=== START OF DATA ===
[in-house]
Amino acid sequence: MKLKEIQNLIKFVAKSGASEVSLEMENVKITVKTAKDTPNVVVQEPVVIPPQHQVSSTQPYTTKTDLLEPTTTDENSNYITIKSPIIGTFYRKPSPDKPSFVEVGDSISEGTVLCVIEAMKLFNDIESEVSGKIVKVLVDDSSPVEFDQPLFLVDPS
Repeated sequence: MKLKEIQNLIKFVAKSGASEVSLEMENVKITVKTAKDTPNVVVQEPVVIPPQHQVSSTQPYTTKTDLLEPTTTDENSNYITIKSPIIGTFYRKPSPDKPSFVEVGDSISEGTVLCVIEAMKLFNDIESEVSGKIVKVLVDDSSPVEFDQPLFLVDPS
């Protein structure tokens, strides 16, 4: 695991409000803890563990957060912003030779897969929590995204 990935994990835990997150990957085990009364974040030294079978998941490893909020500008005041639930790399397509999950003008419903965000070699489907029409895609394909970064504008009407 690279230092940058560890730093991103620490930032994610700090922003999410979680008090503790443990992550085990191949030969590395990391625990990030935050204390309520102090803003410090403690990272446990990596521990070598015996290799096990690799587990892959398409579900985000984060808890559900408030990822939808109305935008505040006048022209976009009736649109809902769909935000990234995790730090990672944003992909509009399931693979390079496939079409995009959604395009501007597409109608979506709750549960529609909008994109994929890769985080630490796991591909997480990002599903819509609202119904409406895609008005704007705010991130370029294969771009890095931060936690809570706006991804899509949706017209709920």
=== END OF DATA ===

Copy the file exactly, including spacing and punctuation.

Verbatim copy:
[in-house]
Amino acid sequence: MKLKEIQNLIKFVAKSGASEVSLEMENVKITVKTAKDTPNVVVQEPVVIPPQHQVSSTQPYTTKTDLLEPTTTDENSNYITIKSPIIGTFYRKPSPDKPSFVEVGDSISEGTVLCVIEAMKLFNDIESEVSGKIVKVLVDDSSPVEFDQPLFLVDPS
Repeated sequence: MKLKEIQNLIKFVAKSGASEVSLEMENVKITVKTAKDTPNVVVQEPVVIPPQHQVSSTQPYTTKTDLLEPTTTDENSNYITIKSPIIGTFYRKPSPDKPSFVEVGDSISEGTVLCVIEAMKLFNDIESEVSGKIVKVLVDDSSPVEFDQPLFLVDPS
């Protein structure tokens, strides 16, 4: 695991409000803890563990957060912003030779897969929590995204 990935994990835990997150990957085990009364974040030294079978998941490893909020500008005041639930790399397509999950003008419903965000070699489907029409895609394909970064504008009407 690279230092940058560890730093991103620490930032994610700090922003999410979680008090503790443990992550085990191949030969590395990391625990990030935050204390309520102090803003410090403690990272446990990596521990070598015996290799096990690799587990892959398409579900985000984060808890559900408030990822939808109305935008505040006048022209976009009736649109809902769909935000990234995790730090990672944003992909509009399931693979390079496939079409995009959604395009501007597409109608979506709750549960529609909008994109994929890769985080630490796991591909997480990002599903819509609202119904409406895609008005704007705010991130370029294969771009890095931060936690809570706006991804899509949706017209709920």